Who owns your learning content?
Where’s your investment?
I have been working with a customer recently looking at their education challenges. It has been an interesting engagement with some predictable feedback and some surprises too. One of the challenges that emerged was ownership of the training content. In many organisations this is a grey area that falls between the cracks.
Many years ago I worked on a large SAP project with a team of contract training developers in which the company spent a good amount of money on the development of training. This was intended to serve their end user base up to and after go-live i.e. materials that would transition into the business as usual world for new starters and those changing roles. As one would expect, the training development team did a careful handover of all the materials before leaving. Six months later I received a call from someone I didn’t even know in the organisation asking me if I knew where their training materials were. No one had owned them or maintained them – or even kept track of their location – so all that investment was potentially lost. I never heard back from them but I hope they found the missing materials.
There various reasons why ownership needs to be clear
- There is no danger of material getting lost and your investment wasted
- To ensure training is carefully updated when any changes to the processes or systems are made; that way people can use the material confidently knowing it is accurate and current; if they don’t trust it they don’t use it and the investment is also wasted
- One group of people is responsible and so you don’t end up with multiple versions of the information, each with slightly differing instructions
But who should the owner be?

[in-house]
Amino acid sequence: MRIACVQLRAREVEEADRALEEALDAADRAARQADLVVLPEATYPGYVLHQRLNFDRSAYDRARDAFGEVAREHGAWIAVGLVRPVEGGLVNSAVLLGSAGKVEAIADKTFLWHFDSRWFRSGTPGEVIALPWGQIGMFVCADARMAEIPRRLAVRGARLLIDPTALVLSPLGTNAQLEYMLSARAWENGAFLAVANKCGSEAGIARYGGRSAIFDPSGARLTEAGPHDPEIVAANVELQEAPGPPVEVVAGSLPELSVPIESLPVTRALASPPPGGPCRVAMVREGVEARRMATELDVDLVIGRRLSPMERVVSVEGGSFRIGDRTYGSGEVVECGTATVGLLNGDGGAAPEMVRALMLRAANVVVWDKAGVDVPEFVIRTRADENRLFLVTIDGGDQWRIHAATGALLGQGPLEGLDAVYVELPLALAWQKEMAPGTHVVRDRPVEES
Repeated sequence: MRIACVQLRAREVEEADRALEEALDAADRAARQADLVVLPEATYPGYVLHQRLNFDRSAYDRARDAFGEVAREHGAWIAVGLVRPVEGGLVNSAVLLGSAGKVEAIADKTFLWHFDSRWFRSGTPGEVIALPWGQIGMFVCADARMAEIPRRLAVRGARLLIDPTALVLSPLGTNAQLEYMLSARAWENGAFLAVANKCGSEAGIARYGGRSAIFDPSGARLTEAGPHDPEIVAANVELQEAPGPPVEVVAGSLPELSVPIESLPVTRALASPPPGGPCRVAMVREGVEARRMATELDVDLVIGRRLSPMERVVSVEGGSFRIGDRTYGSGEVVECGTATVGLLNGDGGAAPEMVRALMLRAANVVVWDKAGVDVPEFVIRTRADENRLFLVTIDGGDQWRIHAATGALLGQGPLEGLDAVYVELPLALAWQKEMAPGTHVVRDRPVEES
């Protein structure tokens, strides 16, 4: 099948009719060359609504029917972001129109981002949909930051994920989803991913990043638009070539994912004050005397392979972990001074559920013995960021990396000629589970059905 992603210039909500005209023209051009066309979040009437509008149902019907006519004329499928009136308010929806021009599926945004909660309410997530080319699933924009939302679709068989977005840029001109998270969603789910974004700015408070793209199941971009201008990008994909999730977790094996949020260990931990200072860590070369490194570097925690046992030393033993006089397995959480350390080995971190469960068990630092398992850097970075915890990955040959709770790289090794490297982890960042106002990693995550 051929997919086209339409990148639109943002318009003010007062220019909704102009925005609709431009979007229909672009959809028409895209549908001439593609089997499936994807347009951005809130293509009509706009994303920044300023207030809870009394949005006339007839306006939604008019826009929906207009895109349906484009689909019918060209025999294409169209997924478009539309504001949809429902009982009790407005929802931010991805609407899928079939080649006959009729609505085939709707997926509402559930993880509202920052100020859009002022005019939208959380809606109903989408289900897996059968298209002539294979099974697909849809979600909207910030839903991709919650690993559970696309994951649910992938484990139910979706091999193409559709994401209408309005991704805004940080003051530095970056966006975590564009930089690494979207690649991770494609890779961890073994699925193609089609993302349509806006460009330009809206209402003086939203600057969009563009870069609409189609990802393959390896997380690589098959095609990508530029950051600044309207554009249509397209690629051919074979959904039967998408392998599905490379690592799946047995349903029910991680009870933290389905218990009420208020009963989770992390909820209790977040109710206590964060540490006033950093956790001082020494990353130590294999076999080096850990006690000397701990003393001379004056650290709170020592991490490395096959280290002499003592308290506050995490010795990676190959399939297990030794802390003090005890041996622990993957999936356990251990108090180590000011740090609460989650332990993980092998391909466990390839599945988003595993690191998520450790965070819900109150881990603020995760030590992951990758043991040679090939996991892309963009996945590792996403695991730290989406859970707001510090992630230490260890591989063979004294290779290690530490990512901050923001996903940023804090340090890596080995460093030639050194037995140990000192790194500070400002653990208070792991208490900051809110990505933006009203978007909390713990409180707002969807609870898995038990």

Some people think the process owners or system designers should own the education. I disagree; they are the fact-holders and should certainly review learning material. However, they are rarely learning specialists and are usually too close to the detail. The training development team is comprised of people expert in communicating information in such a way that people understand it, retain it and most importantly can use it. They produce it with the end user in mind, in the end user’s language avoiding off-putting jargon and focusing on what people really need to know. There should be a clear, documented method for process and system changes being communicated to the training team. They should decide what needs to be communicated and how and they can update the materials and ensure the end users can access the updated learning.
So give the ownership to the education specialists – this may sit in L & D, in an ongoing programme, in the Centre of Excellence or somewhere else but wherever it sits, give it to the learning experts.
Transition from project to BAU
The time this process usually falls through the cracks is during the transition from the project to BAU. Generally the project has a budget for training and focuses all its efforts on getting to go-live and out of hypercare – everyone is tremendously interested on the statistics for training attendance during this period.
After go-live the materials all need to be updated – to remove any reference to changes from “as is” to “to be” and to make improvements that were noted during the initial training deployment. These should then form part of the curricula for new joiners/movers. Ownership of the materials and the process for updating them when something changes established at this point. If there language or other localisation requirements and the master documentation is issued to markets for local changes to be made then you will have a situation where there are multiple (legitimate) versions of material on any particular topic and. In this case the update process should include a clear instruction for the retirement and removal of out of date versions.
Support from technology
One of the best ways to handle business as usual updates and ensure that users are aware of the changes is with WPB’s Navigator feature. Rather than simply sending emails telling people about the changes that are coming and pointing them to updated training material, you can push the training to them directly at the point of need in the system. i.e. they may be working on a particular task and if there is a new field or a new button, the new instruction appears in the SAP window (of course this software works with other systems too). User don’t have to leave SAP to go and find the information as it’s right there. Read about WPB and the Navigator feature in this article Innovative Approaches to Cloud, Mobile and Social Learning.